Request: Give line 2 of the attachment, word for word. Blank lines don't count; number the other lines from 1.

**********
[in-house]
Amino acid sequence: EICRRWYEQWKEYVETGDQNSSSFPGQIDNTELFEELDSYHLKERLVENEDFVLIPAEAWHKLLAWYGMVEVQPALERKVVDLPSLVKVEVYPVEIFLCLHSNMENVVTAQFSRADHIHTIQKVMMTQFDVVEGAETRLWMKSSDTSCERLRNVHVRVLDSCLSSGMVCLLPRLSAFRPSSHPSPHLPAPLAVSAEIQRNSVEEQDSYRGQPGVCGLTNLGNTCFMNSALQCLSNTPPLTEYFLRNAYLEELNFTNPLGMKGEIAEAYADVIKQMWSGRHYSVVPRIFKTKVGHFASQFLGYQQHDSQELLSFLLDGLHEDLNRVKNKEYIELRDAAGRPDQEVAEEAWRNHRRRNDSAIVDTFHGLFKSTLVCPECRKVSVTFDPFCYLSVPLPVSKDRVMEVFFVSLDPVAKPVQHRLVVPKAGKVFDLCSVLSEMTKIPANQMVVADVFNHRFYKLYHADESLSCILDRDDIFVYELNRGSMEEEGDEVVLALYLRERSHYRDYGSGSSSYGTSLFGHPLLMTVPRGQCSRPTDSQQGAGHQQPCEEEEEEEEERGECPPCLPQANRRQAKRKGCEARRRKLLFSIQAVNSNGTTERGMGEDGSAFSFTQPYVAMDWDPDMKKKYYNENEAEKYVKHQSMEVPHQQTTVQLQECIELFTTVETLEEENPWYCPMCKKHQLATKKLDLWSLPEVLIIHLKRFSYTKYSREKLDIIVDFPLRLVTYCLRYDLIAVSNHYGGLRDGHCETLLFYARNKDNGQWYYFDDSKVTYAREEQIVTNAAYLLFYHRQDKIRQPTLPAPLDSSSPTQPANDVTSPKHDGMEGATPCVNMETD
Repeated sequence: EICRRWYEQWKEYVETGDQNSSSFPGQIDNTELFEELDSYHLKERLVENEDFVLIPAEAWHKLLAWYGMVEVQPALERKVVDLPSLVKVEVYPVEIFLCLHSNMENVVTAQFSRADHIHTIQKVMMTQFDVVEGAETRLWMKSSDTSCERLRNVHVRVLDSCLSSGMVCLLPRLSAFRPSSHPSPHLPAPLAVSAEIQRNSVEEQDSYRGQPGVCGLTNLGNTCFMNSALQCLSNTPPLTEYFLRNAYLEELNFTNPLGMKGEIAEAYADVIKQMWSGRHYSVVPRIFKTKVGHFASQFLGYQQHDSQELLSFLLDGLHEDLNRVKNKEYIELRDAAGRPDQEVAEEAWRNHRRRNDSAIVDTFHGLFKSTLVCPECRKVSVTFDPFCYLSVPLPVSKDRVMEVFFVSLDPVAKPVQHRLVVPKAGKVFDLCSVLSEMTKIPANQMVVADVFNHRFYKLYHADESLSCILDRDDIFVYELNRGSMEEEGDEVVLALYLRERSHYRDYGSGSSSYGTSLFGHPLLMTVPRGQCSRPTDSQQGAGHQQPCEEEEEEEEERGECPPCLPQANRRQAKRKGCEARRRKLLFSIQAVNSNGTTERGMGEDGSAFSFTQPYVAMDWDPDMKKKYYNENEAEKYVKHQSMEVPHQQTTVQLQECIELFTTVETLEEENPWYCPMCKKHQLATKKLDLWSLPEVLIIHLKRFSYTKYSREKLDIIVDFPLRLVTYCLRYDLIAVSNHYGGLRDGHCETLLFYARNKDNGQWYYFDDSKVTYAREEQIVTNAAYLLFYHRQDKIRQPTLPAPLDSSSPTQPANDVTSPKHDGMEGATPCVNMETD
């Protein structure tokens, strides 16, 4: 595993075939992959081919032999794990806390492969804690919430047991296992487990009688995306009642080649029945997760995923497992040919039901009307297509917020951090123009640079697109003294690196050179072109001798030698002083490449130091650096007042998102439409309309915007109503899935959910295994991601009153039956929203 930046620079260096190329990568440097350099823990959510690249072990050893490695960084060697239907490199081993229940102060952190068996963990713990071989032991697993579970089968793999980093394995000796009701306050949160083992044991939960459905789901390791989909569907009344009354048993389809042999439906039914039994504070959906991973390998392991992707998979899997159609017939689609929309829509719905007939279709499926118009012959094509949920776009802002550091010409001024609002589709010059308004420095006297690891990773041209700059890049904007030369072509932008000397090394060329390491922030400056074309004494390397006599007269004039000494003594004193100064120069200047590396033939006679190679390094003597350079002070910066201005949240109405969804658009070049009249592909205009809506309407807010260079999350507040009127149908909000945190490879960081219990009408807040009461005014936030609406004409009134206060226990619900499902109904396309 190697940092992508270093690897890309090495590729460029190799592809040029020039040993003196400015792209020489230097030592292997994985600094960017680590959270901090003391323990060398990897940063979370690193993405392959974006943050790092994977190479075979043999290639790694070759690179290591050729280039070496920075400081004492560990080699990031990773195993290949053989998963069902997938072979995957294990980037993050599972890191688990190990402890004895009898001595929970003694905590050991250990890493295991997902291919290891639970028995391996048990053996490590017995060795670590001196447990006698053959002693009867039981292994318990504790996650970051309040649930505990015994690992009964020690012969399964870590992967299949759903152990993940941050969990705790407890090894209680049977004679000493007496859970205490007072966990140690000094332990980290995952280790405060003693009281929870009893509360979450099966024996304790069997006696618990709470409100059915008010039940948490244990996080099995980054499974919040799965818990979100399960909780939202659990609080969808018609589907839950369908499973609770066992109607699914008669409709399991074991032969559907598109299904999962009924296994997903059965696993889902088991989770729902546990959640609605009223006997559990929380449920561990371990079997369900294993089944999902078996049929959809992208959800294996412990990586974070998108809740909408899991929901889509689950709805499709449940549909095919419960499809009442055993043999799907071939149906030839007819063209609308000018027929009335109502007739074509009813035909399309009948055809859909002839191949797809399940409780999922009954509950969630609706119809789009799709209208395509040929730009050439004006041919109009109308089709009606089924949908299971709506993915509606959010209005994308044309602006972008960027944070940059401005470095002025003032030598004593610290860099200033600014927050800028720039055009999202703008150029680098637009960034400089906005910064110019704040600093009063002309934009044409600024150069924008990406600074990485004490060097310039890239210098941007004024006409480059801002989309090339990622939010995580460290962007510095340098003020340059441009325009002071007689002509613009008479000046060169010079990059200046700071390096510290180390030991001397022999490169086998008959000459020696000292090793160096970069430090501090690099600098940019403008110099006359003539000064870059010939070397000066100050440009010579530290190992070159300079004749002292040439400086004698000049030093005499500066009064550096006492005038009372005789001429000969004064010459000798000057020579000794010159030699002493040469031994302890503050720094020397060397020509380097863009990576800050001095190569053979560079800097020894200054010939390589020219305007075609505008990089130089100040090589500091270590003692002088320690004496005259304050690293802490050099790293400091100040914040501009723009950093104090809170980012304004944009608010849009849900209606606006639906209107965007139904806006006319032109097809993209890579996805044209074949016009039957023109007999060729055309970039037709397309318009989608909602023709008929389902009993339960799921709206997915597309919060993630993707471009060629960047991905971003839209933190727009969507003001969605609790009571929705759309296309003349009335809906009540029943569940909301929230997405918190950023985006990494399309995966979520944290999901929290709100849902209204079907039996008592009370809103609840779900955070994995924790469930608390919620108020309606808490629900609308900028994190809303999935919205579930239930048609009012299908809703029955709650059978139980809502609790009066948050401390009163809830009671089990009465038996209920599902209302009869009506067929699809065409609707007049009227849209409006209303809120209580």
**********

Amino acid sequence: EICRRWYEQWKEYVETGDQNSSSFPGQIDNTELFEELDSYHLKERLVENEDFVLIPAEAWHKLLAWYGMVEVQPALERKVVDLPSLVKVEVYPVEIFLCLHSNMENVVTAQFSRADHIHTIQKVMMTQFDVVEGAETRLWMKSSDTSCERLRNVHVRVLDSCLSSGMVCLLPRLSAFRPSSHPSPHLPAPLAVSAEIQRNSVEEQDSYRGQPGVCGLTNLGNTCFMNSALQCLSNTPPLTEYFLRNAYLEELNFTNPLGMKGEIAEAYADVIKQMWSGRHYSVVPRIFKTKVGHFASQFLGYQQHDSQELLSFLLDGLHEDLNRVKNKEYIELRDAAGRPDQEVAEEAWRNHRRRNDSAIVDTFHGLFKSTLVCPECRKVSVTFDPFCYLSVPLPVSKDRVMEVFFVSLDPVAKPVQHRLVVPKAGKVFDLCSVLSEMTKIPANQMVVADVFNHRFYKLYHADESLSCILDRDDIFVYELNRGSMEEEGDEVVLALYLRERSHYRDYGSGSSSYGTSLFGHPLLMTVPRGQCSRPTDSQQGAGHQQPCEEEEEEEEERGECPPCLPQANRRQAKRKGCEARRRKLLFSIQAVNSNGTTERGMGEDGSAFSFTQPYVAMDWDPDMKKKYYNENEAEKYVKHQSMEVPHQQTTVQLQECIELFTTVETLEEENPWYCPMCKKHQLATKKLDLWSLPEVLIIHLKRFSYTKYSREKLDIIVDFPLRLVTYCLRYDLIAVSNHYGGLRDGHCETLLFYARNKDNGQWYYFDDSKVTYAREEQIVTNAAYLLFYHRQDKIRQPTLPAPLDSSSPTQPANDVTSPKHDGMEGATPCVNMETD